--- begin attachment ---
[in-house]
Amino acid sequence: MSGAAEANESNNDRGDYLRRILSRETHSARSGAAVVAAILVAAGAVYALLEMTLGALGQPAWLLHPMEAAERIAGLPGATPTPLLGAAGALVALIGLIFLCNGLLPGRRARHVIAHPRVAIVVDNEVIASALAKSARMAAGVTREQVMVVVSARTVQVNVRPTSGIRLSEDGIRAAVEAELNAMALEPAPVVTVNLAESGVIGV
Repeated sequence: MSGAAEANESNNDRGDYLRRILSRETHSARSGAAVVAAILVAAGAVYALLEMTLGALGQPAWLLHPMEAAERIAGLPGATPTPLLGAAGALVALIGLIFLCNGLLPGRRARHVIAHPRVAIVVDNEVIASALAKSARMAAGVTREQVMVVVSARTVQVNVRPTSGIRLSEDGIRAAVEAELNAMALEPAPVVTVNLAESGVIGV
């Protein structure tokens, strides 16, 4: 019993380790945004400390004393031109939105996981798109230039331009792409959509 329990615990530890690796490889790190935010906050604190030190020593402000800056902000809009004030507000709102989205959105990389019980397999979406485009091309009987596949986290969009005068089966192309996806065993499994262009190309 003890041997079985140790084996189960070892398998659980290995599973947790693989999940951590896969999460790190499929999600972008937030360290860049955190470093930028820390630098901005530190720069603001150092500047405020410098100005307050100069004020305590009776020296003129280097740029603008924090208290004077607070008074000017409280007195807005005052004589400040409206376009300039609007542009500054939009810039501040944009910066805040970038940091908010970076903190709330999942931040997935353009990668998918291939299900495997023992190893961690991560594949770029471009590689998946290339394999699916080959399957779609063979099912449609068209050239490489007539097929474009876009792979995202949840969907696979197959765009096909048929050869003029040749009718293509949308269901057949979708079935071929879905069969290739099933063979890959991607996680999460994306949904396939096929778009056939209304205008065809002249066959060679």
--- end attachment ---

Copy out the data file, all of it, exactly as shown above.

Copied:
[in-house]
Amino acid sequence: MSGAAEANESNNDRGDYLRRILSRETHSARSGAAVVAAILVAAGAVYALLEMTLGALGQPAWLLHPMEAAERIAGLPGATPTPLLGAAGALVALIGLIFLCNGLLPGRRARHVIAHPRVAIVVDNEVIASALAKSARMAAGVTREQVMVVVSARTVQVNVRPTSGIRLSEDGIRAAVEAELNAMALEPAPVVTVNLAESGVIGV
Repeated sequence: MSGAAEANESNNDRGDYLRRILSRETHSARSGAAVVAAILVAAGAVYALLEMTLGALGQPAWLLHPMEAAERIAGLPGATPTPLLGAAGALVALIGLIFLCNGLLPGRRARHVIAHPRVAIVVDNEVIASALAKSARMAAGVTREQVMVVVSARTVQVNVRPTSGIRLSEDGIRAAVEAELNAMALEPAPVVTVNLAESGVIGV
């Protein structure tokens, strides 16, 4: 019993380790945004400390004393031109939105996981798109230039331009792409959509 329990615990530890690796490889790190935010906050604190030190020593402000800056902000809009004030507000709102989205959105990389019980397999979406485009091309009987596949986290969009005068089966192309996806065993499994262009190309 003890041997079985140790084996189960070892398998659980290995599973947790693989999940951590896969999460790190499929999600972008937030360290860049955190470093930028820390630098901005530190720069603001150092500047405020410098100005307050100069004020305590009776020296003129280097740029603008924090208290004077607070008074000017409280007195807005005052004589400040409206376009300039609007542009500054939009810039501040944009910066805040970038940091908010970076903190709330999942931040997935353009990668998918291939299900495997023992190893961690991560594949770029471009590689998946290339394999699916080959399957779609063979099912449609068209050239490489007539097929474009876009792979995202949840969907696979197959765009096909048929050869003029040749009718293509949308269901057949979708079935071929879905069969290739099933063979890959991607996680999460994306949904396939096929778009056939209304205008065809002249066959060679």